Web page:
Ecologies, Techniques, Technologies IV

The fourth and final course in the Ecologies, Techniques and Technologies core sequence, GSD 6242 continues to develop an understanding of, and promote skill in, the discipline and practice of landscape architecture. Through the topic of soft engineering as it relates to landscape design, site construction and technological imagination class members will be required to learn both traditional core techniques and the creative and skillful reordering of these techniques.  Soft Engineering is broadly defined here as the application of landscape construction and management techniques as the actions of both design and implementation. It should be noted that the term soft engineering is unique to the medium of landscape, a medium that is constantly weathering and morphologically changing yet still needs to be shaped by a practical and rigorous logic. In this, landscape technology differs from architectural technology and other design arts at the GSD as it deals with the indeterminacy of the landscape medium relative to a particular context and site yet within desired performative and aesthetic configurations.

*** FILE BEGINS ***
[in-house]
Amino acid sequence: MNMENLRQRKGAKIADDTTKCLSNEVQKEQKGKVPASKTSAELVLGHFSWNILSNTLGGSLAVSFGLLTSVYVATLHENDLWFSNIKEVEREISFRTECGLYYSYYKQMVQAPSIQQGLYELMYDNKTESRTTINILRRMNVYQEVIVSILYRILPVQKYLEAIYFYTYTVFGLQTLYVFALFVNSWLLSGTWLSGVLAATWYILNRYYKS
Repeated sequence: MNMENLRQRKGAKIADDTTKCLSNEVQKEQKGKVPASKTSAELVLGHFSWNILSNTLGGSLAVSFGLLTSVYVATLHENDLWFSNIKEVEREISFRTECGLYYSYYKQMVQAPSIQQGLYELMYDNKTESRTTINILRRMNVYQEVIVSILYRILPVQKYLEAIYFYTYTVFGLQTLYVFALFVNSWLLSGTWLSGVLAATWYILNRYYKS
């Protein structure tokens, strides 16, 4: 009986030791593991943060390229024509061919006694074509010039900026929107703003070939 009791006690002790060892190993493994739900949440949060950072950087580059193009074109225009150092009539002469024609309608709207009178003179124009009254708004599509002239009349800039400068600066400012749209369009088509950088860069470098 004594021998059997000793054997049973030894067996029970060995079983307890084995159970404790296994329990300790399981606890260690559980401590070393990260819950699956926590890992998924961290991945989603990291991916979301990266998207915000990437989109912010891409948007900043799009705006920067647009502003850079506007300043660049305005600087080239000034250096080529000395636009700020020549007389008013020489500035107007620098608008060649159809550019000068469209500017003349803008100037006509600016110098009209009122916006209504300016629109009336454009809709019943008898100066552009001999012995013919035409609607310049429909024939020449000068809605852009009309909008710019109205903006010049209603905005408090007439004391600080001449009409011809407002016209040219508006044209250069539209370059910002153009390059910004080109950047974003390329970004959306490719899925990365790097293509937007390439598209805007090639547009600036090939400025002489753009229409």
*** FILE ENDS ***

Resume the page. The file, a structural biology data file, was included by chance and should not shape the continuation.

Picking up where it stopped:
The ambition of the course is to advance in each class member an understanding of soft engineering through both core and emerging current practices of detail design and implementation in landscape architecture, address the interdependence between site, design, ecology, craft, imagination and innovation in the making of landscape architecture and how this can inform function, form and design expression and identity in landscape architecture at a range of scales from that of the region to the individual detail. Classroom presentations and in-class workshop and research demonstrations will be augmented in the second half of the semester by guest lectures by landscape researchers in technology and field visits in the South Boston area.

Class members will carry out a series of technology assignments throughout the semester related to the concurrent STU 1212 Landscape Core Studio IV.